1. I think this solar method would not work well because of the size of each node in the solar cell – focused well enough the laser might well appear dark because its only catching one or two of the cells nodes correctly – which sounds like a winner, but I think that spot size would not yet be properly in focus – as the features inside solar cells are actually pretty big. Also the solar cell no matter how well you protect it from being harmed by the laser directly will harm itself – solar arrays don’t like being illuminated unevenly they end up burning chunks of themselves out.

      I like the wire trick concept alot though, and a little solar cell might well work well and live long enough to be useful. I can’t claim to know how they will handle this scenario.

      1. What do you mean by “nodes” in solar cell? There are several types of solar cells. Polycrystaline, Monocrystaline and Thin film. The thin film ones do not seem to have any macroscopic structure which can cause such problems.

        However i’ve suggested to use BPW34 photodiode. This is basicaly 4x4mm solar cell in THT package. I am not sure about its composition, but it seems to be an ideal candidate for initial experiments. Can you please check the BPW34 datasheet and check if it is affected by the node problem you’ve suggested?

        1. Nodes was the best approximation I could come up with for how solar cells work with their underlying structure – which is a concern at both at micro and mm scales. With the visible scale features some cells have being part of the reason I was dubious about the functionality, but not the only reason.

          I really don’t know what the results would be, or how the various types of solar cell would behave – I don’t think anybody has ever tried lasing them, it may work, it may not be sensitive enough for a good focus, who knows…
          But the suggested cell is cheap enough its worth testing with at least, which will prove the basic concept is functional (with some PV cells at least). Also as you don’t need to spend hours a day focusing your laser, for the short durations the cell will be taking the abuse it might last years, even decades before its self harms enough to become useless.

          And that’s assuming I am correct in that pin point illuminating will cause harm – which is just a guess based on how whole arrays of cells behave, at this smaller scale, and in reverse to the normal dark spot of crud on an otherwise illuminated panel I might be completely wrong, and the resistance heating (that I think everyone now agrees is the normal cause of harm – solar cells being very high resistance when not illuminated) being inverted might not occur enough to matter.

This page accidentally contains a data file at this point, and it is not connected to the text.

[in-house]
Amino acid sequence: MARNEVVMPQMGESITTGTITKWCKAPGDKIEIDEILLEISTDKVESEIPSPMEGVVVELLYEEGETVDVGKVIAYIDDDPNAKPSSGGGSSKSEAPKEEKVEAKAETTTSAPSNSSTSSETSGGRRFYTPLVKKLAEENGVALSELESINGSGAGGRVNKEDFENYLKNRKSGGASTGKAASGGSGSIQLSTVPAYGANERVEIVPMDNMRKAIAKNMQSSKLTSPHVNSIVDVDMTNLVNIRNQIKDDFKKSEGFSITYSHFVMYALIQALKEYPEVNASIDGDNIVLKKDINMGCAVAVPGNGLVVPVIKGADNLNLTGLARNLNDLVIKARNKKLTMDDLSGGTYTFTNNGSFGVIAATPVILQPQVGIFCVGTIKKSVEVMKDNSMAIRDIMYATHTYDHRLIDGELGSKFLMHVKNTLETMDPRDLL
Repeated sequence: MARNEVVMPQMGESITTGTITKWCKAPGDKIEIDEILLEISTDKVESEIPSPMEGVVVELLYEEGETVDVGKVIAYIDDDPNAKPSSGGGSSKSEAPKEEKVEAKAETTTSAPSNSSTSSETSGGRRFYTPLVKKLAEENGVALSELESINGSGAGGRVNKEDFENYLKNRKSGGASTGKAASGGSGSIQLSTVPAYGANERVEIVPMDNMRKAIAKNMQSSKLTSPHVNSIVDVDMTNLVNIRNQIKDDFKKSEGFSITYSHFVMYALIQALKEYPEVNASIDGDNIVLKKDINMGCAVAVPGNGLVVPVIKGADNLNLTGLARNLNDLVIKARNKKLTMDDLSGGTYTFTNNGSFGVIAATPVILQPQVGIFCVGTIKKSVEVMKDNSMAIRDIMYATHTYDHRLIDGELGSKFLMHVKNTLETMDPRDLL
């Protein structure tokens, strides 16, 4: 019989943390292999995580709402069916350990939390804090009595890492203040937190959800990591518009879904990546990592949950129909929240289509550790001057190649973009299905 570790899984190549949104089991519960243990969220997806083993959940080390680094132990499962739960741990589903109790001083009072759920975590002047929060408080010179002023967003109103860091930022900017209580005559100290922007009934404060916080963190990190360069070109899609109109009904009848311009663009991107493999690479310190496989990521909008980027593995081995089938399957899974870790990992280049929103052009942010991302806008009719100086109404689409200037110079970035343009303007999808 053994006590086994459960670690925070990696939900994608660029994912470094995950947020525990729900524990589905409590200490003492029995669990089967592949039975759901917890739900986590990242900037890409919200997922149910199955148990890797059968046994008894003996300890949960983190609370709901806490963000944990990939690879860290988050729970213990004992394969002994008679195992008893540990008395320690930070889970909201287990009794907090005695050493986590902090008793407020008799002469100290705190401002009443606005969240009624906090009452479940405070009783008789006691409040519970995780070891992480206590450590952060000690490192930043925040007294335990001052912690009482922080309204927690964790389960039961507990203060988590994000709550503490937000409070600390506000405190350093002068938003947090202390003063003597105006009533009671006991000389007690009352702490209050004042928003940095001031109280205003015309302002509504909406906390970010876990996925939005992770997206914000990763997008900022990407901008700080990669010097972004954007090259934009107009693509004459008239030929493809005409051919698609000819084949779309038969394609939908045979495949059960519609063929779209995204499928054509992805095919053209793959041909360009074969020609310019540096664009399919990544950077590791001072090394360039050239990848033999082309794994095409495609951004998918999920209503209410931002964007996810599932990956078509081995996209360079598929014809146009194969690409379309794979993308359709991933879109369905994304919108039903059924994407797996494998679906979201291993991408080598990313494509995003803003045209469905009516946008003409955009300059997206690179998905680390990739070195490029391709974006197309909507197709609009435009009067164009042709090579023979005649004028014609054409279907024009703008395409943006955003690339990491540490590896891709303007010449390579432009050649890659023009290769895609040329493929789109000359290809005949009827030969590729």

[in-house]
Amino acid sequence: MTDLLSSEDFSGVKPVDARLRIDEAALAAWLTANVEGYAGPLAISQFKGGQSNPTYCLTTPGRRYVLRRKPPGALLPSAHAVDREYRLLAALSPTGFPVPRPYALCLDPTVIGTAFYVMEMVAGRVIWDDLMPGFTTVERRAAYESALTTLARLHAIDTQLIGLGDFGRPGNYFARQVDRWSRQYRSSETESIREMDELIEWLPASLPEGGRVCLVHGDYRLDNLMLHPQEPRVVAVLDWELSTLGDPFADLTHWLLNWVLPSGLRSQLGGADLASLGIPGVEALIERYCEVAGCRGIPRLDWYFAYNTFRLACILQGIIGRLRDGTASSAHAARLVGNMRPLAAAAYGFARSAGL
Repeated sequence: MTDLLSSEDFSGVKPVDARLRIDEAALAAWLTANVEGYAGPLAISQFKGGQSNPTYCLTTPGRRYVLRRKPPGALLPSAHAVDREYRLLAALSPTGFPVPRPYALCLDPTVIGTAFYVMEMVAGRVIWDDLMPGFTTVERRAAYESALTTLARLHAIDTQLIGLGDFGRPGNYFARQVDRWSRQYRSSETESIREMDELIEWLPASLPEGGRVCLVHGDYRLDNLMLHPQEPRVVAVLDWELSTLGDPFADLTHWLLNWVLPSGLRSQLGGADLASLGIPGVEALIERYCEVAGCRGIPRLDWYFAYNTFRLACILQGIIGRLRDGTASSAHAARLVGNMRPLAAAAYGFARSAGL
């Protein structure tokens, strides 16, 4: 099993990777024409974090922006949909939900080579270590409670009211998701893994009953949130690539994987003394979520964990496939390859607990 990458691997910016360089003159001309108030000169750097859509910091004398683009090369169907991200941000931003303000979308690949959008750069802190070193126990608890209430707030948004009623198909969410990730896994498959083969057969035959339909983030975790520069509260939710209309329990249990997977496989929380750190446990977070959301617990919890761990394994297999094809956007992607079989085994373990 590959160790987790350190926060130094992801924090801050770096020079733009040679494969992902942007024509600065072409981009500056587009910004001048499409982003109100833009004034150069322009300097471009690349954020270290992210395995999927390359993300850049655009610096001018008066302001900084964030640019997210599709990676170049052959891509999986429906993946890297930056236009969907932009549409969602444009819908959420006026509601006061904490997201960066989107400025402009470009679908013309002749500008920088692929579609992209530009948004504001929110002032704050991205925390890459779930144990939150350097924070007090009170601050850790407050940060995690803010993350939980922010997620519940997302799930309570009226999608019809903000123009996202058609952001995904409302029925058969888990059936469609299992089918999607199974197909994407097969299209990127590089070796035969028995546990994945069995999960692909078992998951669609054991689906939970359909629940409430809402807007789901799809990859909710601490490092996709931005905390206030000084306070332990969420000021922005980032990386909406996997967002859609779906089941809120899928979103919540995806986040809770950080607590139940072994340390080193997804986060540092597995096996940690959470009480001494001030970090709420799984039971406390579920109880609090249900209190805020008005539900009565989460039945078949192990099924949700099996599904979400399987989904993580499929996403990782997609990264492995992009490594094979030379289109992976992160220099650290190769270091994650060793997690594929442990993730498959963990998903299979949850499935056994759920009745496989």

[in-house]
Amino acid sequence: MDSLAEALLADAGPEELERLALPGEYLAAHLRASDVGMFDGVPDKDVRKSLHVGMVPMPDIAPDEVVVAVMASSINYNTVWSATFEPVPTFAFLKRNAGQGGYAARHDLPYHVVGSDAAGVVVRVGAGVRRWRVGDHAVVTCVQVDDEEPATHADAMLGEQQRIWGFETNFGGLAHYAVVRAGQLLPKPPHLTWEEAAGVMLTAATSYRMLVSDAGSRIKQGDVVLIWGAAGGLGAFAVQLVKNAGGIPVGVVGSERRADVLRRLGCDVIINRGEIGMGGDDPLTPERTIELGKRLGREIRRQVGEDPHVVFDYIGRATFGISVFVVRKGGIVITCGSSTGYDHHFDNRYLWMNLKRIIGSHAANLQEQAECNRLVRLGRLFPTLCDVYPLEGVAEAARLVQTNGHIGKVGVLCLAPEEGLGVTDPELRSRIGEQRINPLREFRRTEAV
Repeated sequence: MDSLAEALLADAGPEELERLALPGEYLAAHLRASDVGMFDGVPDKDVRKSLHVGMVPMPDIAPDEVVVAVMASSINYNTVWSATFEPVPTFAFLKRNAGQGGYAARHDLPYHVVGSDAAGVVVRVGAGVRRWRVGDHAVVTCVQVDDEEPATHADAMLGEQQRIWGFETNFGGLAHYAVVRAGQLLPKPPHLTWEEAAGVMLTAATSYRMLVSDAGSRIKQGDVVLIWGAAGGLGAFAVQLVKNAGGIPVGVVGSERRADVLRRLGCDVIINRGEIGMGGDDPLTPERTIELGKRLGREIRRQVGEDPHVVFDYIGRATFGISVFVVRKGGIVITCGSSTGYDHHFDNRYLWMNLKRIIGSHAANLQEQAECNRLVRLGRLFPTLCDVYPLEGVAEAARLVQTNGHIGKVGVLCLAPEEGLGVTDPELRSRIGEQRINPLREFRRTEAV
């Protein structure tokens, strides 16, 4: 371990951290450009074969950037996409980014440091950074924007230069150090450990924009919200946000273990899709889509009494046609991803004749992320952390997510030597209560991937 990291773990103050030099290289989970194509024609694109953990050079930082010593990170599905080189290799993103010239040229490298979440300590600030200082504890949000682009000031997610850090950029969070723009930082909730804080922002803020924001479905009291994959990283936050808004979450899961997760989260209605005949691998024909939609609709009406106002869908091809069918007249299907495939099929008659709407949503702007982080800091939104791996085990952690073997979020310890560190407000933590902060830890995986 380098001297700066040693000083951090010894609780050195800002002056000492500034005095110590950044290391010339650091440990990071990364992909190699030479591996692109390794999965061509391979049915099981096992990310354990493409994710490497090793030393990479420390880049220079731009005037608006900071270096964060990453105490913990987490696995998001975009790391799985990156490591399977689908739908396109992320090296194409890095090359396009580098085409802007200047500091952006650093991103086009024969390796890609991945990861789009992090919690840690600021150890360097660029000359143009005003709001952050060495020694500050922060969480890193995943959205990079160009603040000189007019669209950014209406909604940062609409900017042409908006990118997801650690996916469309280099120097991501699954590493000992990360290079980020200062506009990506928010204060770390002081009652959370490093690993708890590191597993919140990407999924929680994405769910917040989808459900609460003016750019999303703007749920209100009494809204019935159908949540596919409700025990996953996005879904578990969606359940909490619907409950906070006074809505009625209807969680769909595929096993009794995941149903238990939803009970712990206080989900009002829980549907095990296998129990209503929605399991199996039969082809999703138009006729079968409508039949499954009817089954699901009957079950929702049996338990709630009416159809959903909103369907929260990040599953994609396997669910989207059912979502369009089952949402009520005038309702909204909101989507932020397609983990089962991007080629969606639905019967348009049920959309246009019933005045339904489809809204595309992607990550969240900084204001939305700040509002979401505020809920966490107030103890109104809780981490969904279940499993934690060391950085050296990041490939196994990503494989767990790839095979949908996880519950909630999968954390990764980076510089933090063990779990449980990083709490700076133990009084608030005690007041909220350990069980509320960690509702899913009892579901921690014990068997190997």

One possible solution to the suicidal panel should it be an issue is filtering the laser light out enough that the light ‘spot’ is only a very tiny % more illuminated than the rest (which was going to be needed to some degree or other anyway), with that its just if the whole setup is able to be sensitive and low-noise enough to function effectively. So finding the balance between functional sensing and killing the solar.

  4. Metallic powders can be very flammable and can be an explosion hazard. There is a reason why inert chambers are used and needed. Not knocking things, but be careful. Plus it helps material strength.

    1. I don’t know what size powder this project uses, but depending on the size the powder can be very dangerous to your lungs. The smaller powders can accumulate and cause a condition similar to silicosis or black lung. At industrial metal printing facilities I have visited, workers and visitors wear respirators when powder is exposed in the open and they are very careful to remove loose powder before shipping parts.

      1. Good to know! Your body probably can’t dissolve stainless steel powder and carry it away.
        Half mask respirators are only around $40 (replacing lungs costs and hurts rather more and takes longer), with replaceable P95 or P100 filters. E.g. 3M 6300 series (that’s size XL; 6200 is L, etc.) They seal well to your face once adjusted.

    2. Metal powders, granules and flakes are used extensively in pyrotechnic formulas, as fuels and spark sources. Heat non-noble metals up with oxygen or an oxidizer and you’re going to get metal oxides etc. Possibly an exothermic reaction; consider thermite.

  5. I’ve not looked into this concept much, but I’d have thought a tube laser would be a better lasing source than diode..
    Vastly more powerful options, more wavelength options (which I’d guess won’t matter as much) plus easier to cool for that long duty cycle…

    1. The only tube laser with sufficient efficiency and power would be the CO2 laser, with exactly one option for wavelength: 10,6µm.
      All other I know suffer from really high efficiency – as a water heater (or space heater). kW input powers and mW or W optical output. Efficiencies of less than 1/1000 are common with argon/krypton ion lasers or HeNe.
      So solid state is the way to go, crystals, diodes,…

  6. Would an inert gas flooded chamber give more consistent results? Thinking if nitrogen is absorbed by the metal at it’s melting point, a purged box may give more consistent results, or does the powder have any inherent shielding properties? From a 3d point of view, you may want to pulse the laser at a calculated frequency so that powder in a given 3d space is drawn into beads consistently. Looks like too much powder (too slow travel speed, too much power, or both) is being drawn at intervals, giving the beading. 0.02c.

  7. Wondering what the optimal laser method is, i.e. CW or I’m thinking some form of pulse maybe?

    Also, wondering if there is an ideal tuned laser frequency for the materials used.

    Finally, seems as with like welding, a flux or inert gas to act as a flux and/or shielding would be a great idea.